Rotorua's Robert Young has been given four to seven years to live but he says it's not all doom and gloom.
The 69-year-old, who has directed many productions in Rotorua including the upcoming Rotorua Boys' High School production of Jesus Christ Superstar, has terminal cancer.
"Cancer doesn't choose age or gender. It just attacks the body - but I'm not done yet."
He was diagnosed with prostate cancer a few months after making the city his home in 2010.
Mr Young moved to Rotorua in March 2010 from the Gold Coast where he had lived for 20 years.
It was not long after he realised something was wrong.
"I just wasn't feeling well in myself. I got up a lot in the night to go to the loo."
He had two blood tests and a biopsy and was told he had prostate cancer.
"You go into shock when you are told."
After losing his sister to melanoma and his grandfather to prostate cancer, Mr Young said from the age of 40 he had been vigilant about having annual check-ups.
He'd only had a blood test about six months before he was diagnosed with prostate cancer which showed nothing unusual.
Mr Young's cancer was so advanced he had to have his prostate removed. He said the operation at Tauranga Hospital went well but there were some complications and he returned to Tauranga Hospital before being transferred to Rotorua Hospital.
Doctors told him they thought they had got all the cancer and Mr Young was in remission.
Nine months later he started to feel unwell again.
"I started to feel like a bag full of s*** to put it bluntly."
He visited his GP who asked him how his follow-up appointments had gone.
"I said 'what follow-up'?".
Mr Young said his files had been misplaced although he's not wanting to lay blame on anyone.
Another blood test revealed his cancer had returned and he was immediately put on medication.
"They put me on to a hormone treatment that they inject into my stomach. So that officially put me into menopause. I was irritable, had the sweats, depression and temperature swings."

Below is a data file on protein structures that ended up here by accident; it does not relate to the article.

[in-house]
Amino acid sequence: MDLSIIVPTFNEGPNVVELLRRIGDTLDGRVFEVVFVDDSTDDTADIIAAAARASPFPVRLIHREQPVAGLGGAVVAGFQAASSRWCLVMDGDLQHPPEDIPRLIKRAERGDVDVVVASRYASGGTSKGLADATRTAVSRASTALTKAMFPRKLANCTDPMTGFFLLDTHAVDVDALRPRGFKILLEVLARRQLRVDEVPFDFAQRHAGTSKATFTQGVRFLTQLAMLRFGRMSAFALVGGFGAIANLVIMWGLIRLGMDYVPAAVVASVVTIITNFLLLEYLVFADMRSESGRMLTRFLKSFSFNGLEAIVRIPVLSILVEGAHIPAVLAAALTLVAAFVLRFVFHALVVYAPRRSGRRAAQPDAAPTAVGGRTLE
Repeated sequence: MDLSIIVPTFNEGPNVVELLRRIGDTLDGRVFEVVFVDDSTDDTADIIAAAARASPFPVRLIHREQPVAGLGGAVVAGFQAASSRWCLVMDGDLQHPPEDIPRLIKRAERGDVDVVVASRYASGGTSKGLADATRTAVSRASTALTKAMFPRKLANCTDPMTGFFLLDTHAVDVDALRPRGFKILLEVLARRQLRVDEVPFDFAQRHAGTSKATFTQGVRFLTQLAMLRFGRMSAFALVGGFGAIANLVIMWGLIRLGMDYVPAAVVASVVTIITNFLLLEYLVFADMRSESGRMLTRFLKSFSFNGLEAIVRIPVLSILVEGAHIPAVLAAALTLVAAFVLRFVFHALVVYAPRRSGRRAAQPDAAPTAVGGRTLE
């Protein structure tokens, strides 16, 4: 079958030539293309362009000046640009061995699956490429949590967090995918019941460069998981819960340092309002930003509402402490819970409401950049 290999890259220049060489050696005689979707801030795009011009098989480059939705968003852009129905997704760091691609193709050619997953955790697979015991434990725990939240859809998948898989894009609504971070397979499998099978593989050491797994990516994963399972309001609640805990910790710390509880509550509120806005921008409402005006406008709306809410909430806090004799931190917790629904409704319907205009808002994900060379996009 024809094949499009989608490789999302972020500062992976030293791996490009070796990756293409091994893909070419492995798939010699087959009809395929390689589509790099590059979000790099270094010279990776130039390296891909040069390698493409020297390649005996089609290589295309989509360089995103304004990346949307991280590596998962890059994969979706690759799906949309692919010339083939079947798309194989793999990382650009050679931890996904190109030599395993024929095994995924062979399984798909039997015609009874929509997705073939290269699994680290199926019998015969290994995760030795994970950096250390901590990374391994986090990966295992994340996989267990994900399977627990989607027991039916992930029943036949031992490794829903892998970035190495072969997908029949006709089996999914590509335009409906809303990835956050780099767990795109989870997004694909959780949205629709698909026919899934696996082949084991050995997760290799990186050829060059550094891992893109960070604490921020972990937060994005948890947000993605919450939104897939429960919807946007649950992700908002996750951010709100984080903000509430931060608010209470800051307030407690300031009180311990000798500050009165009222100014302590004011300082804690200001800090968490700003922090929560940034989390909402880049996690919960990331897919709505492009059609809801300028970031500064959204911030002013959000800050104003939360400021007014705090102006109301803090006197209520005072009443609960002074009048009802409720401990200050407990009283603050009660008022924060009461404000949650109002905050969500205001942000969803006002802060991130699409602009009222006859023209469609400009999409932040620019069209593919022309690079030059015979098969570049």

He said his arthritis also flared up as a result of the medication.
He has cancer in his pelvis and lymph nodes and is waiting for another test later this year to find out if it has spread anywhere else. Although they can't be certain, doctors have told him he has another four to seven years left.
Mr Young has still managed to direct three productions this year but after he is finished with his latest production he plans to take a break for the rest of the year.
He only missed one rehearsal during Rotorua Musical Theatre's Miss Saigon and one during Jesus Christ Superstar.
"They were bad days, vomiting and all that. Cancer robs you of energy. On a positive note it very quickly defines what is important in life and what's not... One gets very impatient with trivia. I think each day is a miracle now."
Although directing Jesus Christ Superstar has been rewarding, he admits it has also been emotional.
"It has been difficult because God is so important in my life."
He wanted to go public with his cancer battle in the hope it would encourage men to get regular check-ups as too many men put off going to see their doctor.
"I wasn't one of them but I still got caught out."
See B1 for a feature about the history of theatre productions at Rotorua Boys' High School.
Blue September is the Prostate Cancer Foundation's national awareness campaign.
Every year over 500 men die in New Zealand of prostate cancer. This happens because men don't know how dangerous the disease is, they don't talk to their doctor about it, they simply don't do anything about it.
For more details about how you can get involved in Blue September log on to www.blueseptember.org.nz